All the Stars in the Sky Discussion Guide
- Grades: 6–8
About this book
To the Discussion Leader
In the 1800s while Americans headed west in search of fertile soil, gold, and new beginnings, Florrie Mack Ryder is a reluctant traveler heading from her home in Missouri to New Mexico on the Santa Fe Trail. Florrie's new stepfather is a trader who believes his new family will prosper selling the goods they bring with them at his store in Santa Fe.
Megan McDonald, the author of All the Stars in the Sky: The Santa Fe Diary of Florrie Mack Ryder, imbues Florrie's adventures with the smells, sounds, vistas, moments of joy, and times of deep sadness on the Santa Fe Trail in 1848. Birds, prairie flowers, tarantulas, snakes, and wild badgers come alive in the pages of Florrie's diary. On the trail, friendships are formed and goodbyes are a part of life. Through it all Florrie grapples with her ambivalent feelings about her new stepfather Mr. Ryder. Can he ever replace the father she loved and lost?
It is Megan McDonald's gift of imagination that allows today's young readers to walk the 1848 Santa Fe Trail with Florrie Mack Ryder and her family. All the Stars in the Sky casts a light on a part of American history that is not nearly so well known as the Oregon Trail and the California Gold Rush. McDonald writes, "I'm not a writer because I had an adventurous childhood. I am a writer because of what I choose to do with remembering. I am a writer because I imagine."
"One part of me clings to Missouri. The other part of me rides the wind — like a leaf," writes twelve-year-old Florrie Mack Ryder as she and her family travel the Santa Fe Trail. It is 1848, and Florrie, her brother, Jem, her mother, and stepfather, Mr. Ryder are moving from Arrow Rock, Missouri to Santa Fe, where Mr. Ryder is part owner of a store. Florrie has mixed feelings about the journey. She's reluctant to leave home and her best friend Caroline and curious about the journey which will take months. Florrie soon makes friends with sisters Louisa and Eliza, and the together girls share secrets, collect wildflowers, and see Indians for the first time. Joining the wagon train is Mr. St. Clair, an artist making sketches of trail life, who inspires Florrie to improve her drawing. As the settlers continue westward, they encounter torrential rains, swarms of mosquitoes, and then no water at all.The oxen begin to die from thirst, and cholera claims some of the travelers. Tragedy strikes when Mr. St. Clair's tent catches fire, and he dies in the flames. Florrie is inconsolable, and writes, "Our loss is unthinkable. Such sorrow, unbearable."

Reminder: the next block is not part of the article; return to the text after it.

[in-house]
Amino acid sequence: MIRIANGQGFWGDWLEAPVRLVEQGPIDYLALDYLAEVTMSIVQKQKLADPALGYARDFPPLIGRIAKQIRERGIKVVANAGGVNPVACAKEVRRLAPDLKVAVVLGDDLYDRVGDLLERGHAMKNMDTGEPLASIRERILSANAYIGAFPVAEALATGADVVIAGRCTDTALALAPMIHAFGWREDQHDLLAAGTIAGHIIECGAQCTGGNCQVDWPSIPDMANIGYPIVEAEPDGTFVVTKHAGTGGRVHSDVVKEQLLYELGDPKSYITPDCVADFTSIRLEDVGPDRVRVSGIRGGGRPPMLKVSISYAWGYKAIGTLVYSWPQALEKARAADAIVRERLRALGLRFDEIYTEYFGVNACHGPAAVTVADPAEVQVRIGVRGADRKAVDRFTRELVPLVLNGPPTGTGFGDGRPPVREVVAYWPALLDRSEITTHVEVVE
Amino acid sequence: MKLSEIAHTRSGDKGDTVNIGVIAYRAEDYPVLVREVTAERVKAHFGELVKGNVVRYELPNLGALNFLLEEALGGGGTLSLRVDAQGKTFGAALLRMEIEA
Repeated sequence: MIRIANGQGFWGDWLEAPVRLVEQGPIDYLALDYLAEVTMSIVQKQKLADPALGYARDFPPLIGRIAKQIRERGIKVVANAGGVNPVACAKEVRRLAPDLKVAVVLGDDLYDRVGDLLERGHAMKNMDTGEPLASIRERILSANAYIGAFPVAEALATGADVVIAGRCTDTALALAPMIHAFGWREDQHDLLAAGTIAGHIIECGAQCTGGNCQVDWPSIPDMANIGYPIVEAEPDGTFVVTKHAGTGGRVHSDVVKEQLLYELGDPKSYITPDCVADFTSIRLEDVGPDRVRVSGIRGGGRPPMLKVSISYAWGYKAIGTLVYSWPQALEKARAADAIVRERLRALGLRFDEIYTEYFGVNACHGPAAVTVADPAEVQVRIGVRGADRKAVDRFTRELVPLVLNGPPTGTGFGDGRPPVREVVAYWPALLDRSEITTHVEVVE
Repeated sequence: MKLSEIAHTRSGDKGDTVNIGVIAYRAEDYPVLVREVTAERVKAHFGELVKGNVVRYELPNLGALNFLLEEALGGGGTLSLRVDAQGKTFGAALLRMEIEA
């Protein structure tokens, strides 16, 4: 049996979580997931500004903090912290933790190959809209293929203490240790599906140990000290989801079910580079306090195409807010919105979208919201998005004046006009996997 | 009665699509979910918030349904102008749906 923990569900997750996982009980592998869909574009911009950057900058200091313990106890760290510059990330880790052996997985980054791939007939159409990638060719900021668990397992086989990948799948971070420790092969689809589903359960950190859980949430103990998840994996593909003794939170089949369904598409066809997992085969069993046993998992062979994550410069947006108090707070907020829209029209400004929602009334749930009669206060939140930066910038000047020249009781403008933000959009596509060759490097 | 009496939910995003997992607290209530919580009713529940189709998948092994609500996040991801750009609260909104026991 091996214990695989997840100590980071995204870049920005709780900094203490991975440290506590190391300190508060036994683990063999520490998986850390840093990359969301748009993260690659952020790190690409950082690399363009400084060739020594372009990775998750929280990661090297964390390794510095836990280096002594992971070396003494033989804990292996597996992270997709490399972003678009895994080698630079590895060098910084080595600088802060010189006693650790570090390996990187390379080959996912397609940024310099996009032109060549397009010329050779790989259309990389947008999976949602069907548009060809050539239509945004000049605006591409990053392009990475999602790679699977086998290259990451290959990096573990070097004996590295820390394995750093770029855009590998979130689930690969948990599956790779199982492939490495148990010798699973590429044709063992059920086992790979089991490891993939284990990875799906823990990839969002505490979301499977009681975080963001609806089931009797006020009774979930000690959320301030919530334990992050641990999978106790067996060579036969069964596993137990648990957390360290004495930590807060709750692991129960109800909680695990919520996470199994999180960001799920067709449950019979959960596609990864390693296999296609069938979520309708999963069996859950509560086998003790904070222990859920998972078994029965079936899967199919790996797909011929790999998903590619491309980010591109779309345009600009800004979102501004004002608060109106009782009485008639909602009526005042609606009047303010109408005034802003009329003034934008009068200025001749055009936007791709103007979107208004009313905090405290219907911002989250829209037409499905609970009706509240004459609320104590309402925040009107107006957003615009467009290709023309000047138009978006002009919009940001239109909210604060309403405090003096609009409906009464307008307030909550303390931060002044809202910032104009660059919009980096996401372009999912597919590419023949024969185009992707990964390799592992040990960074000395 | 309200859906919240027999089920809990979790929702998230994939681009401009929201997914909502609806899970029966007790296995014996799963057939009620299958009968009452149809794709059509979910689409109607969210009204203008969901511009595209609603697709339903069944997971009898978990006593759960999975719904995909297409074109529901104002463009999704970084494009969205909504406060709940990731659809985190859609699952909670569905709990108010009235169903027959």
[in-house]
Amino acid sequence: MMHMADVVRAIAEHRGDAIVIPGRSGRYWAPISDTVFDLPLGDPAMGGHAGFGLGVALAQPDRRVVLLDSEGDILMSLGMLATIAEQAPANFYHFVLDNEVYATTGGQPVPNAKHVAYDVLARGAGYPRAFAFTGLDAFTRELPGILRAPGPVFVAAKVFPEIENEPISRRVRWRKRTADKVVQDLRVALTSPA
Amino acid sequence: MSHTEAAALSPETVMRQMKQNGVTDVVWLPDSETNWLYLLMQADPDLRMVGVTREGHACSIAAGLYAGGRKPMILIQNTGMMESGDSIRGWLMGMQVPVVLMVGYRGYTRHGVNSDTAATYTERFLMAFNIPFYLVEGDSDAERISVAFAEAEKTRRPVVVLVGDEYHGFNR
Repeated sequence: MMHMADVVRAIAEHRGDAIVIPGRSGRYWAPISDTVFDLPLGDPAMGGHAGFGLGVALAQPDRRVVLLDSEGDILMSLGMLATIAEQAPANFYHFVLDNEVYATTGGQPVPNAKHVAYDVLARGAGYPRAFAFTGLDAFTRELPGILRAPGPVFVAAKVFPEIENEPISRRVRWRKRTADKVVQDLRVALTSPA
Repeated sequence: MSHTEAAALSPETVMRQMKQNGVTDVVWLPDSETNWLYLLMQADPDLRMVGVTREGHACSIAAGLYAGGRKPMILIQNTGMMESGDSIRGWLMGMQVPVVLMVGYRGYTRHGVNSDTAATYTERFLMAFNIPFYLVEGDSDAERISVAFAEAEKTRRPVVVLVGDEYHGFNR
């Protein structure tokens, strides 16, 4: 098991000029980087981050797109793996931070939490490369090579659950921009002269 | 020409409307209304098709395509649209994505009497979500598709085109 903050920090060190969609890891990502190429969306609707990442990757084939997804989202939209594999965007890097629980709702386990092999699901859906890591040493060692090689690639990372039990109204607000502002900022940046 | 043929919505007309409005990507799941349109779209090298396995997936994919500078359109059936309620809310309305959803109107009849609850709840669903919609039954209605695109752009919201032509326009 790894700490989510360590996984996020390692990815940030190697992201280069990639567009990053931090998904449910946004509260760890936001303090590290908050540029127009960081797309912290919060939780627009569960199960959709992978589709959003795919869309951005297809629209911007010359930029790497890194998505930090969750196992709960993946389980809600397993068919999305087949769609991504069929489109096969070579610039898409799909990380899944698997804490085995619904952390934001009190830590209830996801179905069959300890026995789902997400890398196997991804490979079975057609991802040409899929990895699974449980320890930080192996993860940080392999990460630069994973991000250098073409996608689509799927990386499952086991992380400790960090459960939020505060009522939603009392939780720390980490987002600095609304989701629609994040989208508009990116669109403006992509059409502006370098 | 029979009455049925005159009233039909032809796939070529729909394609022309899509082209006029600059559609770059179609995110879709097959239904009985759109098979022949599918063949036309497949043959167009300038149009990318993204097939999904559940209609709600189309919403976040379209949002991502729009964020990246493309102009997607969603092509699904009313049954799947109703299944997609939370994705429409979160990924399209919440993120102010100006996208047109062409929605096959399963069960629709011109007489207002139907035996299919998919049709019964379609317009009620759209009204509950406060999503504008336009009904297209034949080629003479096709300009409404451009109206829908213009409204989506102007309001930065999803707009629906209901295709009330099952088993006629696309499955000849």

Mama, who is pregnant, becomes ill, and the family must seek medical help at Bent's Fork, Colorado, a little past the halfway point of the journey. While Mama is resting, Florrie and Jem explore the fort, which is "like a castle built of mud brick." Florrie becomes acquainted with a mountain man named Muldoon and a young Cheyenne girl, Mo'e'ha.
Sadly, Mama has her baby too early, and the tiny sister, whom they named Missouri, does not survive. Too weak to travel, Mama must stay at the fort while Mr. Ryder continues with Florrie and Jem to Santa Fe. Florrie hates to go and says, "It breaks my heart leaving Mama here to her sorrow." Almost a month later, they arrive in Santa Fe. After getting Florrie and Jem settled in with his partner's family, Mr. Ryder returns to the fort to fetch Mama.